I’m of the opposite opinion. Terms of derision should be exorcised from the language, not sanitized. But then, that’s one of my pet peeves, terms having their meanings changed.

    Here’s the thing. If you change the meaning of a word, or in this case, the intention, you guarantee confusion (in this case contention). Because not everyone will “get the memo”. If a person uses a term and means one thing, and the person hearing it can’t tell whether they are using the “old version” or “version 2.0”, or worse, refuses to accept the existence of one of the versions, well, the results can spiral out of control.

    1. There was no memo when ‘cool’ stopped being an exclusive reference to temperature, or when ‘wicked’ became a good thing, or when ‘naughty’ was sanitised into meaning adorably mischievous (instead of sinister and depraved).
      Ginger is also a spice and a colour.
      I think exorcising words is impossible. And efforts to exorcise words empower those words.

      For example, racist views are a completely taboo opinion to hold. That didn’t stop people from being racist. It just meant they were really quite about it. Now, given the slightest justification (#Brexit), the racism came boiling over; we had a huge spike in racist incidents in the UK following the successful Brexit vote.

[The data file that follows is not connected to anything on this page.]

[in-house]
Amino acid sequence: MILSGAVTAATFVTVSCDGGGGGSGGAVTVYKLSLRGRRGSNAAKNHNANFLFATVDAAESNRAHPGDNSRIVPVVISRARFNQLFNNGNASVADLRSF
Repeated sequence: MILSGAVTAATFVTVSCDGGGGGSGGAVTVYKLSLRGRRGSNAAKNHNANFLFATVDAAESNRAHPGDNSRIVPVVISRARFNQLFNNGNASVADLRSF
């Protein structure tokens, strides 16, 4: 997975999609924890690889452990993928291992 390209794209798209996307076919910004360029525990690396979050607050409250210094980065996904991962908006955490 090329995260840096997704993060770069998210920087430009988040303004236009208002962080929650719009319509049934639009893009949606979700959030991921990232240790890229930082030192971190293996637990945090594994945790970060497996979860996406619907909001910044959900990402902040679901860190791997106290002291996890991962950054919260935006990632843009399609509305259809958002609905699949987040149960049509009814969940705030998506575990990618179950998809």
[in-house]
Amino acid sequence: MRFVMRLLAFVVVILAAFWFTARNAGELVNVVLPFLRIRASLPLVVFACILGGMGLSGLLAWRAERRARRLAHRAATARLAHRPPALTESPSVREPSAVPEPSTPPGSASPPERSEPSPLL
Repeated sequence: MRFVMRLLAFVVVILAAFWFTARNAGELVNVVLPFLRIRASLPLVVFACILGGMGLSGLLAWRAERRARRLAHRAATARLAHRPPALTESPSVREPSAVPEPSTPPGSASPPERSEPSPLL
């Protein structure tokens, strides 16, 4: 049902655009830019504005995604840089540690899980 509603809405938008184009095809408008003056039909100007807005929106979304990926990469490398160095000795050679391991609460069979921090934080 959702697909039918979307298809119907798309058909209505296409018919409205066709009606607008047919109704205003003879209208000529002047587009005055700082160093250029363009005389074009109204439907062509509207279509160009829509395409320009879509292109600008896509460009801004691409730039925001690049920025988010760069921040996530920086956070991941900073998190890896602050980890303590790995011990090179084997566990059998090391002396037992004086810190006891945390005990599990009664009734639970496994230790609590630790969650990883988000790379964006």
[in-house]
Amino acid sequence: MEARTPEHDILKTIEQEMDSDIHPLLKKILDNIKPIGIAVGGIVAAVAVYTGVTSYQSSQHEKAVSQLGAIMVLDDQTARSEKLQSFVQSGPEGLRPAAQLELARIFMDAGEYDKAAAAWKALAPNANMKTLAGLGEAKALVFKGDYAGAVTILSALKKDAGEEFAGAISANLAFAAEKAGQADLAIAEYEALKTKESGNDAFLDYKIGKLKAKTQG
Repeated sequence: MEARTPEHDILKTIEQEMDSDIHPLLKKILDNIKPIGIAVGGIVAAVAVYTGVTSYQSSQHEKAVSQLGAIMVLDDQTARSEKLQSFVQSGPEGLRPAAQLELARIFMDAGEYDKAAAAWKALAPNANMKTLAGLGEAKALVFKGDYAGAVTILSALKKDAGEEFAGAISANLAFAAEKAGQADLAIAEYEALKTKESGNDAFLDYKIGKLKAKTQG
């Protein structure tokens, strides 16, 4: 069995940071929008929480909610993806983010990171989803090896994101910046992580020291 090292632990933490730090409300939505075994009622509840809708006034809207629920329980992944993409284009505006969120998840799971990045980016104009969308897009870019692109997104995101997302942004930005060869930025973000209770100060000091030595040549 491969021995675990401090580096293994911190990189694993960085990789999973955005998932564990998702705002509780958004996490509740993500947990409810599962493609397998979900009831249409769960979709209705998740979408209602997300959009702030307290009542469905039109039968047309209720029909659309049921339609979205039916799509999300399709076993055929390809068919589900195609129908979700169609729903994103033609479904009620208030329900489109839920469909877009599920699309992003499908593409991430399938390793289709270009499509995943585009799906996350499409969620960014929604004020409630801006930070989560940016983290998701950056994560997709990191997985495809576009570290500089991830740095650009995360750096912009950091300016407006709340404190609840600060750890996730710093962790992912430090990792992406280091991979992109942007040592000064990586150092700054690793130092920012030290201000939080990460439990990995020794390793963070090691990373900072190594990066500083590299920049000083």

Although I don’t have the numbers, I can imagine something similar has happened in America following the rise of Trump. It’s not that Trump is creating racism, it’s that racism was forced underground and now it’s being given an opportunity to surface.

      I think something analogous happens with taboo words. Forcing ‘Nigger’ into taboo status doesn’t stop the word from being in use nor from existing. It simply means the word is used in dank little social spaces among actual racists, and will resurface at every opportunity.

      All I’m suggesting is that white people are able to adopt exactly what black people mean when they say nigger, and by sheer ecology the racist version of ‘Nigger’ will simply die. (It’s Gause’ Exclusionary Principle.)

      1. I know, it pisses me off. I expect words to mean what they meant when I learned them 100 years ago and it makes communication more of a challenge when I think I am saying one thing and someone else gets a different meaning, or I hear one thing but what was said was different. Usually I manage given context, but not always.

        Yes, exorcism could work – for some words, if we had the fortitude. Probably not with a word which has an existing, acceptable definition. But if you have a derogatory term which has no historical good qualities, you could for all practical purposes eliminate it from use. You would just have to make it have suitably unpleasant ramifications for anyone who uses the word in any manner. Eventually, the last person stupid enough to use it in public would be suitably chastised and it would effectively cease to exist. Yeah, it might still be used in dank cellars between like-minded buffoons, but who cares? In the basement, they are hurting only themselves, and the odds are pretty good that the more they do it in secret, the more likely some will slip and use it in public and be stomped on for it.